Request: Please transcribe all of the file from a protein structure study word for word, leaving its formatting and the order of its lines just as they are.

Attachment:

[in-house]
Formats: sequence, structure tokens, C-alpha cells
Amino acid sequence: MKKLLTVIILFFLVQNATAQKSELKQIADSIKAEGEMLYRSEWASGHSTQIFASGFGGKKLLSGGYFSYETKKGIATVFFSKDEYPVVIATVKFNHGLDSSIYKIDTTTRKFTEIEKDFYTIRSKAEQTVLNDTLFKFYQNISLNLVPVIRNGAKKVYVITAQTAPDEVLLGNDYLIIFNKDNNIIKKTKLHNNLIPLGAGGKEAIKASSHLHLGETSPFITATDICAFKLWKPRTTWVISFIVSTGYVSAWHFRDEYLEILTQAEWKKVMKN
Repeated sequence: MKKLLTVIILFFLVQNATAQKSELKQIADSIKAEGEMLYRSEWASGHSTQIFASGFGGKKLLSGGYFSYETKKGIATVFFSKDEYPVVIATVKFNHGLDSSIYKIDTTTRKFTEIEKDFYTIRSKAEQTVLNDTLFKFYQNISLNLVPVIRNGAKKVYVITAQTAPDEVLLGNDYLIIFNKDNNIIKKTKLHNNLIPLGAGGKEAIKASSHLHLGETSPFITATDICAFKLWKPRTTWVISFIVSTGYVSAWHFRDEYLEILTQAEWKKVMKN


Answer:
[in-house]
Formats: sequence, structure tokens, C-alpha cells
Amino acid sequence: MKKLLTVIILFFLVQNATAQKSELKQIADSIKAEGEMLYRSEWASGHSTQIFASGFGGKKLLSGGYFSYETKKGIATVFFSKDEYPVVIATVKFNHGLDSSIYKIDTTTRKFTEIEKDFYTIRSKAEQTVLNDTLFKFYQNISLNLVPVIRNGAKKVYVITAQTAPDEVLLGNDYLIIFNKDNNIIKKTKLHNNLIPLGAGGKEAIKASSHLHLGETSPFITATDICAFKLWKPRTTWVISFIVSTGYVSAWHFRDEYLEILTQAEWKKVMKN
Repeated sequence: MKKLLTVIILFFLVQNATAQKSELKQIADSIKAEGEMLYRSEWASGHSTQIFASGFGGKKLLSGGYFSYETKKGIATVFFSKDEYPVVIATVKFNHGLDSSIYKIDTTTRKFTEIEKDFYTIRSKAEQTVLNDTLFKFYQNISLNLVPVIRNGAKKVYVITAQTAPDEVLLGNDYLIIFNKDNNIIKKTKLHNNLIPLGAGGKEAIKASSHLHLGETSPFITATDICAFKLWKPRTTWVISFIVSTGYVSAWHFRDEYLEILTQAEWKKVMKN